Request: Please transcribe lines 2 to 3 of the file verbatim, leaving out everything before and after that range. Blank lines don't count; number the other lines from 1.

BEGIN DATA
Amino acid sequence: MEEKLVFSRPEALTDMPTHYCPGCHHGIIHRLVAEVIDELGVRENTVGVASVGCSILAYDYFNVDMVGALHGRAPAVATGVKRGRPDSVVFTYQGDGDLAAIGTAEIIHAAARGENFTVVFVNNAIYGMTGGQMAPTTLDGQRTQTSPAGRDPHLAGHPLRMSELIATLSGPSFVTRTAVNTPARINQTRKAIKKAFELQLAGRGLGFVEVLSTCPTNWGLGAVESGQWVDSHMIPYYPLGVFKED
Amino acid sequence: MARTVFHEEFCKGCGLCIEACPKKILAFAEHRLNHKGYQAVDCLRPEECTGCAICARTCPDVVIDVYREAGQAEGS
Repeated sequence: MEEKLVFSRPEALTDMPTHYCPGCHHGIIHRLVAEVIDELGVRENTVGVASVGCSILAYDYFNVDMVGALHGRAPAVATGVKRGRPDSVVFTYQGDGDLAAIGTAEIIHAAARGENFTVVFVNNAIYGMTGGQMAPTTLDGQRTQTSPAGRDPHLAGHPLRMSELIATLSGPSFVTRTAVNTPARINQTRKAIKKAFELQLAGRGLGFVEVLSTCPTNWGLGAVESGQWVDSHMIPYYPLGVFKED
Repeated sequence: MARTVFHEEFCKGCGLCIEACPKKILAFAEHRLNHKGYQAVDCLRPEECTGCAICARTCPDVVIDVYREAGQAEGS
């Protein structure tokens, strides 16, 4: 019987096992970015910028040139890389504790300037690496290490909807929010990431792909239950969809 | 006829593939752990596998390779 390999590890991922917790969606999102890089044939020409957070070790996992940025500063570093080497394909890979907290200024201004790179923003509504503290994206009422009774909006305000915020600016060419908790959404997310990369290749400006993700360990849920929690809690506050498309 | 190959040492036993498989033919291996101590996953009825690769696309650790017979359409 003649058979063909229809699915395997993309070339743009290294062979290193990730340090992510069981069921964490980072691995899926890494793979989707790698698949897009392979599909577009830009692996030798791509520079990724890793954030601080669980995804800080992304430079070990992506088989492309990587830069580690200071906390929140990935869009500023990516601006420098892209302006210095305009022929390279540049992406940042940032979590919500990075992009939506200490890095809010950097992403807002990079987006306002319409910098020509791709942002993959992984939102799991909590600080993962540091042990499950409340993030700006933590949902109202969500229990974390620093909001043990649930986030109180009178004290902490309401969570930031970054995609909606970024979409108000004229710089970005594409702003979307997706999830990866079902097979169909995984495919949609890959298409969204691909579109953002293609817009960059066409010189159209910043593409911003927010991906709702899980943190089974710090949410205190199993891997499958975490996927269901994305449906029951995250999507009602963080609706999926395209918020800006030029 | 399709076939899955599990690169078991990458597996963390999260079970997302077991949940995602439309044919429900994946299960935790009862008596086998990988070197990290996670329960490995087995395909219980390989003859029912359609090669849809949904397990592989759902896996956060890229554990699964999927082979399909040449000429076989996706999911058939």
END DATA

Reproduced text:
Amino acid sequence: MARTVFHEEFCKGCGLCIEACPKKILAFAEHRLNHKGYQAVDCLRPEECTGCAICARTCPDVVIDVYREAGQAEGS
Repeated sequence: MEEKLVFSRPEALTDMPTHYCPGCHHGIIHRLVAEVIDELGVRENTVGVASVGCSILAYDYFNVDMVGALHGRAPAVATGVKRGRPDSVVFTYQGDGDLAAIGTAEIIHAAARGENFTVVFVNNAIYGMTGGQMAPTTLDGQRTQTSPAGRDPHLAGHPLRMSELIATLSGPSFVTRTAVNTPARINQTRKAIKKAFELQLAGRGLGFVEVLSTCPTNWGLGAVESGQWVDSHMIPYYPLGVFKED